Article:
Tag Archives: Army

READING IN PEACE

Obama just announced a withdrawal of 10,000 troops from Afghanistan by the end of the year. 33,000 by September of next year. This is a good thing. But do not forget, when everything’s said and done, there will still still be tens-of-thousands of our men and women over there fighting for our freedoms. Never forget.

READING IN PEACE

What a sheltered life I now lead.
I wake, dress, eat, drive to work.
Day after day, no bomb percussion,
gray and flame clouds blooming
over close farm fields or treelines.

No gunfire duck-and-run walks
with kids and dog. No low-flying
recon planes or camo’d troops
patrolling my lawn mowing
or our evening-lit windows.

I lie in bed with my wife with no fear
of being forced naked into the street-light.
I send my children to swim
in the neighbor’s pool and they come home
smiling, wrapped in towels, not body-bags.

Police or fire sirens raise ears for just as long
as it takes to guess their fender-bender accident
or kitchen fire destination.
Football rivalries don’t call for jihad
or road-side bombing the visiting school’s bus.

I sit in my well-lit office reading online editorials,
blogs from Beirut that say
I couldn’t sleep for my bed shaking from the bombs.

They sound closer and closer.
Maybe tomorrow they’ll quiet.


* I wrote this in ’06 after Israel began retaliating against Hezbollah for firing rockets into Israeli settlements. Almost ten years after I finished my enlistment in the Army.

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Filed under Poetry

BASIC

5:30 a.m.
Rain, low/mid 40’s
August 28, 1990, my 18th birthday
Ft. Leonard Wood, MO

Up at that hour, I wished I was getting my gear loaded in the truck to fish or hunt.

No dice.

I was doing push-ups. In a parking lot. With a rifle across the back of my hands. Our entire platoon was. Ponchos, kevlar helmets, BDU’s, boots and full canteens. Rain in puddles around our hands and boot-toes, reflecting street-lights and the steam from our breath. I don’t remember why we were doing them, other than someone did something wrong. I quietly hummed happy-birthday-to-me between push-up counts. It was going to be another kick-ass day.

I’m not being sarcastic either. I loved basic training. I still hold to this day that it was one of the best experiences of my life. Our wedding reception/pig-roast a decade later and the birth of my kids shortly after that soundly rounding out the list.

I had to get my mom’s permission when I enlisted at 17. Had to admit in front of her that I smoked pot before too. Hey, its a federal offense if I said never! and then came up hot on my first piss-test…at least that’s what the recruiter said. Mom signed and left the room. I was due to report for duty in Missouri on August 3rd, 1990. The first day of Desert Shield.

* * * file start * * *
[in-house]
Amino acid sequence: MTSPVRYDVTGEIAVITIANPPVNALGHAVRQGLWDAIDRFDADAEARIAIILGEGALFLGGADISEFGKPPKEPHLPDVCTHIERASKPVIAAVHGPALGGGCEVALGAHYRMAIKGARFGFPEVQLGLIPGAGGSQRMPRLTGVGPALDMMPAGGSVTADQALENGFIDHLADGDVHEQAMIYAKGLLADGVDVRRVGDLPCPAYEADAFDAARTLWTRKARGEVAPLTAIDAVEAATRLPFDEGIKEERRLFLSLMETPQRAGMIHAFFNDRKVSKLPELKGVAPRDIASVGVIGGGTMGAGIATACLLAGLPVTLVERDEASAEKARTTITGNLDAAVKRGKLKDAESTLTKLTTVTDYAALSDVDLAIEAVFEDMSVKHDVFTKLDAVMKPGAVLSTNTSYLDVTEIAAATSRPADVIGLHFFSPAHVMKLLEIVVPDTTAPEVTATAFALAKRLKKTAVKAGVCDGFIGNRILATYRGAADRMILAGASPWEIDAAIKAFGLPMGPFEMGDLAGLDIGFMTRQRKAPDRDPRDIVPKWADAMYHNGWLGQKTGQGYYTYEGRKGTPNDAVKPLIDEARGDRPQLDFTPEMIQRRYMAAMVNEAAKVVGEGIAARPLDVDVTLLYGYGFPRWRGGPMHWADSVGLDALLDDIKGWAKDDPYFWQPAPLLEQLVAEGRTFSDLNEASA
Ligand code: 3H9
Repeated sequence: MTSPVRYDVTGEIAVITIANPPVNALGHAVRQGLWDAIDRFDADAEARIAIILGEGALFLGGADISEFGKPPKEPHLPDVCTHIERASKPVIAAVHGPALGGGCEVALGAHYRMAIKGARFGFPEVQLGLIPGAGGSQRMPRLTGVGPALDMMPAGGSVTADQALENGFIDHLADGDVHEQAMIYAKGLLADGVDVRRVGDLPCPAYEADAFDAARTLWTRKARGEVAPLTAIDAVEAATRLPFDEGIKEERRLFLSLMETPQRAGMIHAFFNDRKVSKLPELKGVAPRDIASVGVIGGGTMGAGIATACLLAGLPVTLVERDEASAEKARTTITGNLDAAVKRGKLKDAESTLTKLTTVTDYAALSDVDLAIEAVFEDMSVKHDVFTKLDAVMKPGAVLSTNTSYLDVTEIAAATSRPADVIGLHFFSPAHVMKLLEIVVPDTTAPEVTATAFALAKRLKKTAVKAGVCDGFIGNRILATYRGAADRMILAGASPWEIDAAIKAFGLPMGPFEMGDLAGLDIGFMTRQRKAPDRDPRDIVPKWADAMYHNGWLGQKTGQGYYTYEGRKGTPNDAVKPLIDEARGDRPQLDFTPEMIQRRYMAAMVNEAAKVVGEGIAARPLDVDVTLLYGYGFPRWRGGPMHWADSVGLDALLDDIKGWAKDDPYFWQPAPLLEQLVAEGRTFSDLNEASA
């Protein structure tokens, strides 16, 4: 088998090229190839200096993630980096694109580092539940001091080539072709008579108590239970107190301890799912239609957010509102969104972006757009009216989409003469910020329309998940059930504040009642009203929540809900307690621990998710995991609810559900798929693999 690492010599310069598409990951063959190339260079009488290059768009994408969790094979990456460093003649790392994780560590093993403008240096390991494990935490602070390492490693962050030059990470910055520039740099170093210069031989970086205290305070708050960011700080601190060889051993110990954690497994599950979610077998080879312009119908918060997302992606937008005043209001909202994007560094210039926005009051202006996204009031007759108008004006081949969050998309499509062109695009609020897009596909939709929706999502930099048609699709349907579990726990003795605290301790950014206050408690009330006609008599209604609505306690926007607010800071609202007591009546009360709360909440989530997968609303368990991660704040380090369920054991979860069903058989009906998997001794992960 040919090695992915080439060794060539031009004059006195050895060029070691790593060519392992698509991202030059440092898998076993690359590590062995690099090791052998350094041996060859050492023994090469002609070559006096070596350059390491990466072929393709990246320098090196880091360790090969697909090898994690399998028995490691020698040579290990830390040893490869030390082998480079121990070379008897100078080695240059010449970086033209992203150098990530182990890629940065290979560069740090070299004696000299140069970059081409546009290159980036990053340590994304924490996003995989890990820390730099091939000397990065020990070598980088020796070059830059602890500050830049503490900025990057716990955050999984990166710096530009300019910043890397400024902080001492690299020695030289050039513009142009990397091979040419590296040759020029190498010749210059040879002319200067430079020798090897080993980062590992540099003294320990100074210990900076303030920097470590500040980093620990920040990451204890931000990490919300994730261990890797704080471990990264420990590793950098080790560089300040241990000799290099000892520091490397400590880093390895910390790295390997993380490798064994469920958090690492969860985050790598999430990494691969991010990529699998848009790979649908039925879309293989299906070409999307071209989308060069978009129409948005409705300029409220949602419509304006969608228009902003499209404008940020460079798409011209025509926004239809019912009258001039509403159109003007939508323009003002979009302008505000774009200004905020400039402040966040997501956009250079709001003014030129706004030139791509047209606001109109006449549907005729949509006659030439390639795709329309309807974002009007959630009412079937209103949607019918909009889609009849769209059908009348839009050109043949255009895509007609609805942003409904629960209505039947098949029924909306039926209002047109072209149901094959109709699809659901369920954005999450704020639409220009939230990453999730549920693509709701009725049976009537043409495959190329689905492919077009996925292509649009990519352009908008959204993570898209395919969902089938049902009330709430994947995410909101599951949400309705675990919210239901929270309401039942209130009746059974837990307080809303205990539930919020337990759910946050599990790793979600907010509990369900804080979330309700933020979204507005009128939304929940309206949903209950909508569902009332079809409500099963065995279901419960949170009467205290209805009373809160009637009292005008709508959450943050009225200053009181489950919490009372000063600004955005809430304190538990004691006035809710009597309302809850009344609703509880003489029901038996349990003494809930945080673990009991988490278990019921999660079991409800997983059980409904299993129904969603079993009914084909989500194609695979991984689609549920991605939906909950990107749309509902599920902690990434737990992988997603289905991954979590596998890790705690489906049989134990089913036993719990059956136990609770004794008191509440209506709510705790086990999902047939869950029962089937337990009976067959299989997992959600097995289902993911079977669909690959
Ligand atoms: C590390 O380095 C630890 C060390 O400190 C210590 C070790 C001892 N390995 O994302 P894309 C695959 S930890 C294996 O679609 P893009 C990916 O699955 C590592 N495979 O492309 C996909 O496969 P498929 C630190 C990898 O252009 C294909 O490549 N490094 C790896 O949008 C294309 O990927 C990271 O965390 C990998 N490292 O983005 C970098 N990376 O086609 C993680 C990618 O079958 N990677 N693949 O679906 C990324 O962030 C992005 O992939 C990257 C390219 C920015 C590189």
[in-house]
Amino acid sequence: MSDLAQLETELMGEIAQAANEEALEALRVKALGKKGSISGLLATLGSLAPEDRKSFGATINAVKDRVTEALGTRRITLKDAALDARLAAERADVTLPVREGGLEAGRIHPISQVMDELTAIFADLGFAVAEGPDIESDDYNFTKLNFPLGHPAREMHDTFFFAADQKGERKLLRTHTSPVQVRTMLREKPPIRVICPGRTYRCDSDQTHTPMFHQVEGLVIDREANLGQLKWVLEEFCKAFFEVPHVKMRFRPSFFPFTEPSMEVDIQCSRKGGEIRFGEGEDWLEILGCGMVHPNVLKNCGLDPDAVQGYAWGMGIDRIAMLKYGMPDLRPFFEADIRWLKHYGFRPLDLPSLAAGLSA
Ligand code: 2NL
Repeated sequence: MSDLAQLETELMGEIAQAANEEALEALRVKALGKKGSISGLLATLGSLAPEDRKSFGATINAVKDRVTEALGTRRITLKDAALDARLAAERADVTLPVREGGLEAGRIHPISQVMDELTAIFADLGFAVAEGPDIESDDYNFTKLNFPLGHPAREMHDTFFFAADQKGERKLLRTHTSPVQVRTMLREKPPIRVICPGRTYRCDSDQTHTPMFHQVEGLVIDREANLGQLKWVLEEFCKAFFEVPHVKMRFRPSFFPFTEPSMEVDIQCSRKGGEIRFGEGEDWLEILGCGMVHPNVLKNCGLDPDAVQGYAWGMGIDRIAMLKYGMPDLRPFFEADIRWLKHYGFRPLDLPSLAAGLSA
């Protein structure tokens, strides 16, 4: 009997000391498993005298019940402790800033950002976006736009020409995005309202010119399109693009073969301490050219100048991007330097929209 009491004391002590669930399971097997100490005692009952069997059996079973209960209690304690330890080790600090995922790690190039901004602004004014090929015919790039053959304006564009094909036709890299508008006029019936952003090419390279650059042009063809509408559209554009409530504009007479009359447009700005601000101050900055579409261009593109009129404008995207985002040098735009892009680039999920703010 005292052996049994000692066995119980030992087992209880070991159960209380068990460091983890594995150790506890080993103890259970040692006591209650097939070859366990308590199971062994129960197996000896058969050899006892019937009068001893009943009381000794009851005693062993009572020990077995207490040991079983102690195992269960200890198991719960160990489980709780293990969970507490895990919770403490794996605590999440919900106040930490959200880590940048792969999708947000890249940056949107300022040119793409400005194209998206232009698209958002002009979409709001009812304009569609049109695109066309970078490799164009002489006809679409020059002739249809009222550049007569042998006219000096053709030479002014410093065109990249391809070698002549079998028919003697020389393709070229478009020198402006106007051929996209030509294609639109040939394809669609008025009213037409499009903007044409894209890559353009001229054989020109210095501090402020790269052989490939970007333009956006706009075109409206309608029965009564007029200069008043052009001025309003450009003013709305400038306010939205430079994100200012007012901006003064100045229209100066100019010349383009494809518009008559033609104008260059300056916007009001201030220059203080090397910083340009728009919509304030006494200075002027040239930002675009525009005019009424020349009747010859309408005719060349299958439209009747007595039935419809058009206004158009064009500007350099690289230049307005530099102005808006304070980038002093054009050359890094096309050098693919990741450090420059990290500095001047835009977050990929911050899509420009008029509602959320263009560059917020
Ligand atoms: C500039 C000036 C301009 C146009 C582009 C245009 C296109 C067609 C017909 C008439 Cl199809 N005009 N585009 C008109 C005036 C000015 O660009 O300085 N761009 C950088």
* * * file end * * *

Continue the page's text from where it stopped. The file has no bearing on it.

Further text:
Becoming a Combat Engineer was a 13-week come-to-Jesus meeting between my small-town, undisciplined self and a half-dozen Drill Instructors hell bent on forging steel from my small-town, undisciplined self. Tank-trail road marches. Push-ups. Mud and barbed-wire low-crawls. Explosive-device identification classes. Push-ups. Field-triage first aid classes. Road marches. Rifle and grenade ranges. Push-ups. Muscle failure PT at dawn. Foxholes and midnight perimeter guard. Push-ups. Mine field-sweeping exercizes. Nuclear, Biological and Chemical training (aka the gas chamber). Road marches in gas masks. Push-ups.

The impending war in Saudi was held over our heads from day one.

You’re all going to the desert, the Drill Sergeants would bark. Every last swingin’ dick.
If you don’t pay attention, you’re gonna die.

The harder I worked, the better I performed. The better I performed the less the Drill Instructors kicked my ass, which in an odd twist of psychology, drove me to work harder.

I wasn’t the scrawny, insecure, undisciplined kid that was late to the puberty party anymore. Not another kid lost in the wild, confusing, irrelevant shuffle of freshman year at a State school back home. For the first time in my life, I was on my own path. A leader and part of something much bigger than myself. It scared the shit out of me. But it was something I could own and be proud of.

I didn’t wind up going to the desert, assigned instead to an Ordnance Unit in Germany, then returning to serve stateside. Many of my friends did though…and many more served in Panama, Rwanda, Somalia, Iraq, Afghanistan…are still serving.

I’ve moved on in another direction with my career and life path. But my time in the military and my cohort are never far from my thoughts. They never will be. Their sacrifice makes the freedoms I enjoy possible…freedoms I know I take for granted at times. Like the ability to write this blog. Or even something as simple and pure as spending time in the woods or on the water with my dad or my kids… for that alone I can’t express enough gratitude.

In the end, I wouldn’t have the perspective I do today without the…ahem…gift of those push-ups on my 18th birthday. I’m thankful, and proud, that I do.

Charlie - 35th, 3rd Platoon, Ft. Leonard Wood, 1990

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Filed under The road, Time in service

TOUGH TO SHAKE